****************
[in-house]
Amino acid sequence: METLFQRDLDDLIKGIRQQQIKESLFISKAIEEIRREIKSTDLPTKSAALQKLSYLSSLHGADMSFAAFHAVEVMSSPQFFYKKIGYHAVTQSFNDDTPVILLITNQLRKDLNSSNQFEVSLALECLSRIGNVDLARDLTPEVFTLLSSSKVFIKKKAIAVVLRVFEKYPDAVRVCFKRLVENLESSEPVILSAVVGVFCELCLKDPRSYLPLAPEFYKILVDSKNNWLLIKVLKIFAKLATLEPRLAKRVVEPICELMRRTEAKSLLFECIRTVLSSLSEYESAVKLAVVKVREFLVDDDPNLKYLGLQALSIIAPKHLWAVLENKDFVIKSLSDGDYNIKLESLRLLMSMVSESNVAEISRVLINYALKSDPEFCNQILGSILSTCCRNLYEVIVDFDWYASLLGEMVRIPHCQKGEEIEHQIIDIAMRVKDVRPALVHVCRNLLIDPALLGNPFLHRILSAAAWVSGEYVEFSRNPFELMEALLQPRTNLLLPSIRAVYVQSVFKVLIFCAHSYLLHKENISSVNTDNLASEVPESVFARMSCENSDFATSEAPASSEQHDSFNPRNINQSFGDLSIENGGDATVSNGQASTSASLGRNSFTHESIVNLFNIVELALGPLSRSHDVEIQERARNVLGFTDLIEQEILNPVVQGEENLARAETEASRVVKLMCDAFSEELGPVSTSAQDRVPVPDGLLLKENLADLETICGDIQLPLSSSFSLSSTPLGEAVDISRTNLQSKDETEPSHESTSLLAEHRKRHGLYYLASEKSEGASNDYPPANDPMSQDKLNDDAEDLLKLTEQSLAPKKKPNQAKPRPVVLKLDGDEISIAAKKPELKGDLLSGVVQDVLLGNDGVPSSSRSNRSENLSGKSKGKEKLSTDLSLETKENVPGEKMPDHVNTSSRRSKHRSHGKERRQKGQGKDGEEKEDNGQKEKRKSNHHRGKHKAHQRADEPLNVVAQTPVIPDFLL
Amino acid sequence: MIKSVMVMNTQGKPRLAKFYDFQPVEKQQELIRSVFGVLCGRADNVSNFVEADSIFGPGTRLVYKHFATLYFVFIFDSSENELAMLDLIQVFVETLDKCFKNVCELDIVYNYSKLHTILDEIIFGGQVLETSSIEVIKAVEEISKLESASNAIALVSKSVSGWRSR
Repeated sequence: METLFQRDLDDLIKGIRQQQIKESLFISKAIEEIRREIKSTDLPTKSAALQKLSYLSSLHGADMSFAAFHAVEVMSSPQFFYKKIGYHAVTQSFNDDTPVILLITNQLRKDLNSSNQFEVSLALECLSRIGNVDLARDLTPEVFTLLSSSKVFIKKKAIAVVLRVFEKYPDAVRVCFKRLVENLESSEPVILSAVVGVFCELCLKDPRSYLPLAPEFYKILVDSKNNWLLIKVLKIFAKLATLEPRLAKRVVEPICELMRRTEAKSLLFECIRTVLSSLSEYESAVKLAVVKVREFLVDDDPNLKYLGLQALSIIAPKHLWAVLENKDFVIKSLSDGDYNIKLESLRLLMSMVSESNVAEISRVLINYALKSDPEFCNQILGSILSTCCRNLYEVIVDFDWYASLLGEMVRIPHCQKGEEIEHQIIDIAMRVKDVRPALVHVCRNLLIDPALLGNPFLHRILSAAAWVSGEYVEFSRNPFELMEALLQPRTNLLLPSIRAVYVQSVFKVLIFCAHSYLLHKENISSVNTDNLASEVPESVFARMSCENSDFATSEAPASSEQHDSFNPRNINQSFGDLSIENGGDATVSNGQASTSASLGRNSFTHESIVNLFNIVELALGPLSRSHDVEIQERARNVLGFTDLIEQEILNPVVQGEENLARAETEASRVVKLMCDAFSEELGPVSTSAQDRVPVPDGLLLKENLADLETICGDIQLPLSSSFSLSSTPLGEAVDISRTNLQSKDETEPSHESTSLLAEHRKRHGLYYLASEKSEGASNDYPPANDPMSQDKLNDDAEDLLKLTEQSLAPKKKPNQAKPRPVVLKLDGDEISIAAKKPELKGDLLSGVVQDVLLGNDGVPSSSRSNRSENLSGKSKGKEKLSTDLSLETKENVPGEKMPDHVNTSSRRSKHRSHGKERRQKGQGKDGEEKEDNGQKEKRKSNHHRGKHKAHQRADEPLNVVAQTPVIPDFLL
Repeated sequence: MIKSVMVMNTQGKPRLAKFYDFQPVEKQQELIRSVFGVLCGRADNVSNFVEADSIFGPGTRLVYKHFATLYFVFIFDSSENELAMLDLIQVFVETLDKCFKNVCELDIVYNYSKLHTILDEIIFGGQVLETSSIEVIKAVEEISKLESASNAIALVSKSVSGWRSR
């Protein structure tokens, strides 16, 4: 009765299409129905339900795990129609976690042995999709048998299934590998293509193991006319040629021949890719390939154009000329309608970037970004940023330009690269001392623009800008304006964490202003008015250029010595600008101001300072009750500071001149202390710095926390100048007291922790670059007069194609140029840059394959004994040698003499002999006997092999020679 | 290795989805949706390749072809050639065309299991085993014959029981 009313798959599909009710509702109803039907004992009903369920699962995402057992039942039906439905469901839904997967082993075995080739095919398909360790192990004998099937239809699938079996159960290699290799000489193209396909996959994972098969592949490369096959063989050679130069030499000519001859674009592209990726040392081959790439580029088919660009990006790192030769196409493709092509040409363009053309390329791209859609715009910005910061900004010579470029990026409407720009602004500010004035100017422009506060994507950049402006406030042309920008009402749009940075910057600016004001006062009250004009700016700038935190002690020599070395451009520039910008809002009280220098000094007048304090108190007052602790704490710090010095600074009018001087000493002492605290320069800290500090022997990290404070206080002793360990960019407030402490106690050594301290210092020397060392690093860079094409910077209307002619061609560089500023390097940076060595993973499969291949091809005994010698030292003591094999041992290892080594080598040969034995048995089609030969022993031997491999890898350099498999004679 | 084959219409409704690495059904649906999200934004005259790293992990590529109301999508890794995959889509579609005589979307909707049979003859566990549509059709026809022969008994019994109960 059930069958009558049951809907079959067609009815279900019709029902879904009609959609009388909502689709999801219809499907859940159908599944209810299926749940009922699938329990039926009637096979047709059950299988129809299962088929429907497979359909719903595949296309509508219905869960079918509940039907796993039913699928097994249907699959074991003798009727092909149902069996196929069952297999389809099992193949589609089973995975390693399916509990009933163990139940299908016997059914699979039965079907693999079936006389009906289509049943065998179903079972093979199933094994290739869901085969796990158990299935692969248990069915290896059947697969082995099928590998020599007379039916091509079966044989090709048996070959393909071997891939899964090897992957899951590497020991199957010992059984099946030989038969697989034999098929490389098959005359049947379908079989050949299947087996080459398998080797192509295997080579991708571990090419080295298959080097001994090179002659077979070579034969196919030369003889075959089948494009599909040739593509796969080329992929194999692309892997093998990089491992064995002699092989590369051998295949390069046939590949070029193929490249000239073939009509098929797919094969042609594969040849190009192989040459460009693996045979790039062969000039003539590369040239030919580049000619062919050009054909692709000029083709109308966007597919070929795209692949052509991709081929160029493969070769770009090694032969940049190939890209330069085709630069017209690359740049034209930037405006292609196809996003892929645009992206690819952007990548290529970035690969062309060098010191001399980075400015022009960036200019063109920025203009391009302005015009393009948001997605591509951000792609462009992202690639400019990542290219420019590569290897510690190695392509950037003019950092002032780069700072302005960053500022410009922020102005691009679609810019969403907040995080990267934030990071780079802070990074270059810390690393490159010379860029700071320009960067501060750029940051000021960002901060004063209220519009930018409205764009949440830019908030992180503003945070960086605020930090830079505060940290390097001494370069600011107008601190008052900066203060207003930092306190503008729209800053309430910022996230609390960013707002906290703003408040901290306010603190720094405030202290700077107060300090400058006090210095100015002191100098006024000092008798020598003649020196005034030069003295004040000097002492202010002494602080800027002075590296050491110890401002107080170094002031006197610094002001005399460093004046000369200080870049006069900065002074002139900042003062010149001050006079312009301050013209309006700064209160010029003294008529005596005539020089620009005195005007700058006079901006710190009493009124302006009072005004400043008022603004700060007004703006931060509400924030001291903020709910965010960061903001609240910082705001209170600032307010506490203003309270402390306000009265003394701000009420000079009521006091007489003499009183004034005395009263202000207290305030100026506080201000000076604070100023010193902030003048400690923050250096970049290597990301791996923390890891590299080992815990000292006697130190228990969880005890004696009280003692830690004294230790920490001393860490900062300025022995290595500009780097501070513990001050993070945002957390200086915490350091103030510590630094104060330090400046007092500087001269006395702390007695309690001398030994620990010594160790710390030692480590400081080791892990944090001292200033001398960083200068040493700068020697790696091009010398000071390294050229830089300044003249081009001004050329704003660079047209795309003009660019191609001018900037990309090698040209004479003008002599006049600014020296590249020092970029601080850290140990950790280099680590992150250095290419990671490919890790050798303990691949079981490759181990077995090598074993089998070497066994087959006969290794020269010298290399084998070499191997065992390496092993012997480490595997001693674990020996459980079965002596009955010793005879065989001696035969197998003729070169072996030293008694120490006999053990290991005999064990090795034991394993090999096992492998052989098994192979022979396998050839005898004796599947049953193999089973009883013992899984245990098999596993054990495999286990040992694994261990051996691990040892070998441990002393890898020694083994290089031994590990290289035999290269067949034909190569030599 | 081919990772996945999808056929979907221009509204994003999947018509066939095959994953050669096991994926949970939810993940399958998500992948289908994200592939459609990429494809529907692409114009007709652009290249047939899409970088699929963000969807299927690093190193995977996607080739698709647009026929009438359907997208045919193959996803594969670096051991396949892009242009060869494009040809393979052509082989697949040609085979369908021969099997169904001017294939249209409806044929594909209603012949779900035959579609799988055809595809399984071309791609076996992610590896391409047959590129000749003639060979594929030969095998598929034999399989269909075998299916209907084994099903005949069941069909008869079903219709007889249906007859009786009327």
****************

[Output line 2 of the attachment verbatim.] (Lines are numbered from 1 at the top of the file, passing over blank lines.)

Amino acid sequence: METLFQRDLDDLIKGIRQQQIKESLFISKAIEEIRREIKSTDLPTKSAALQKLSYLSSLHGADMSFAAFHAVEVMSSPQFFYKKIGYHAVTQSFNDDTPVILLITNQLRKDLNSSNQFEVSLALECLSRIGNVDLARDLTPEVFTLLSSSKVFIKKKAIAVVLRVFEKYPDAVRVCFKRLVENLESSEPVILSAVVGVFCELCLKDPRSYLPLAPEFYKILVDSKNNWLLIKVLKIFAKLATLEPRLAKRVVEPICELMRRTEAKSLLFECIRTVLSSLSEYESAVKLAVVKVREFLVDDDPNLKYLGLQALSIIAPKHLWAVLENKDFVIKSLSDGDYNIKLESLRLLMSMVSESNVAEISRVLINYALKSDPEFCNQILGSILSTCCRNLYEVIVDFDWYASLLGEMVRIPHCQKGEEIEHQIIDIAMRVKDVRPALVHVCRNLLIDPALLGNPFLHRILSAAAWVSGEYVEFSRNPFELMEALLQPRTNLLLPSIRAVYVQSVFKVLIFCAHSYLLHKENISSVNTDNLASEVPESVFARMSCENSDFATSEAPASSEQHDSFNPRNINQSFGDLSIENGGDATVSNGQASTSASLGRNSFTHESIVNLFNIVELALGPLSRSHDVEIQERARNVLGFTDLIEQEILNPVVQGEENLARAETEASRVVKLMCDAFSEELGPVSTSAQDRVPVPDGLLLKENLADLETICGDIQLPLSSSFSLSSTPLGEAVDISRTNLQSKDETEPSHESTSLLAEHRKRHGLYYLASEKSEGASNDYPPANDPMSQDKLNDDAEDLLKLTEQSLAPKKKPNQAKPRPVVLKLDGDEISIAAKKPELKGDLLSGVVQDVLLGNDGVPSSSRSNRSENLSGKSKGKEKLSTDLSLETKENVPGEKMPDHVNTSSRRSKHRSHGKERRQKGQGKDGEEKEDNGQKEKRKSNHHRGKHKAHQRADEPLNVVAQTPVIPDFLL